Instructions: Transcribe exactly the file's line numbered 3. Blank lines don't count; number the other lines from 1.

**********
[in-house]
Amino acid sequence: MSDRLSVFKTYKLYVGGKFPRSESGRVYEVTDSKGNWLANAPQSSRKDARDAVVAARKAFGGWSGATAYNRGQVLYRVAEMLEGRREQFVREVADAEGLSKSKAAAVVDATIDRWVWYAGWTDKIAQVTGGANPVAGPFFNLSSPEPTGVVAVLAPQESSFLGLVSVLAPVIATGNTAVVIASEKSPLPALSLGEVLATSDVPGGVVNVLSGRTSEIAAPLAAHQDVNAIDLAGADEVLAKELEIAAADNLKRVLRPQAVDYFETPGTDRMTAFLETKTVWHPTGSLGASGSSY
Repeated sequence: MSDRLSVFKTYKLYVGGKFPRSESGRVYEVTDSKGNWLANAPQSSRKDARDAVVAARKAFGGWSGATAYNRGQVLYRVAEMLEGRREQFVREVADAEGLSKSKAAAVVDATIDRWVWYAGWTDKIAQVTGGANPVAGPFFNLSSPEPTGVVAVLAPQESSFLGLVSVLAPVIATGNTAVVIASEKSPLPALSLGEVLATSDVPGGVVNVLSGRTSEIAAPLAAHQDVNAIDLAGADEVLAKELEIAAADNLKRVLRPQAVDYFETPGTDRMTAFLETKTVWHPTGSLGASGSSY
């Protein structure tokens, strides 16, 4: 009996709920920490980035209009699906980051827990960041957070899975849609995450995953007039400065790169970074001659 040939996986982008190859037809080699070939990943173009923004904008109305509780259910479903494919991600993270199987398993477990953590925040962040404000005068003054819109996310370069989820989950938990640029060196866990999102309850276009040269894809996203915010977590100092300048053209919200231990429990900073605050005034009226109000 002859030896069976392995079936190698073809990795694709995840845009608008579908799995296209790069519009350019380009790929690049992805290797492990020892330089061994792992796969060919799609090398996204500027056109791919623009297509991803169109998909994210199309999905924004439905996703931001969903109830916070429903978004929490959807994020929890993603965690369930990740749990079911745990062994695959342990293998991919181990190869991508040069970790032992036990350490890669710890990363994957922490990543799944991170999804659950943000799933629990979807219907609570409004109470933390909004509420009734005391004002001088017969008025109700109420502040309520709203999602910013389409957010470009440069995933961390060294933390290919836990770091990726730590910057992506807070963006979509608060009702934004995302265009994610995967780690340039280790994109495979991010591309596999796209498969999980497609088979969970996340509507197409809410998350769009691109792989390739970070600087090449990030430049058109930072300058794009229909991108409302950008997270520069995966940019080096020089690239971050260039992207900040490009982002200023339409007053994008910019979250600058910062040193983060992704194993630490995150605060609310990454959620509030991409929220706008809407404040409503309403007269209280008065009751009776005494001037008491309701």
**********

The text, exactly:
Repeated sequence: MSDRLSVFKTYKLYVGGKFPRSESGRVYEVTDSKGNWLANAPQSSRKDARDAVVAARKAFGGWSGATAYNRGQVLYRVAEMLEGRREQFVREVADAEGLSKSKAAAVVDATIDRWVWYAGWTDKIAQVTGGANPVAGPFFNLSSPEPTGVVAVLAPQESSFLGLVSVLAPVIATGNTAVVIASEKSPLPALSLGEVLATSDVPGGVVNVLSGRTSEIAAPLAAHQDVNAIDLAGADEVLAKELEIAAADNLKRVLRPQAVDYFETPGTDRMTAFLETKTVWHPTGSLGASGSSY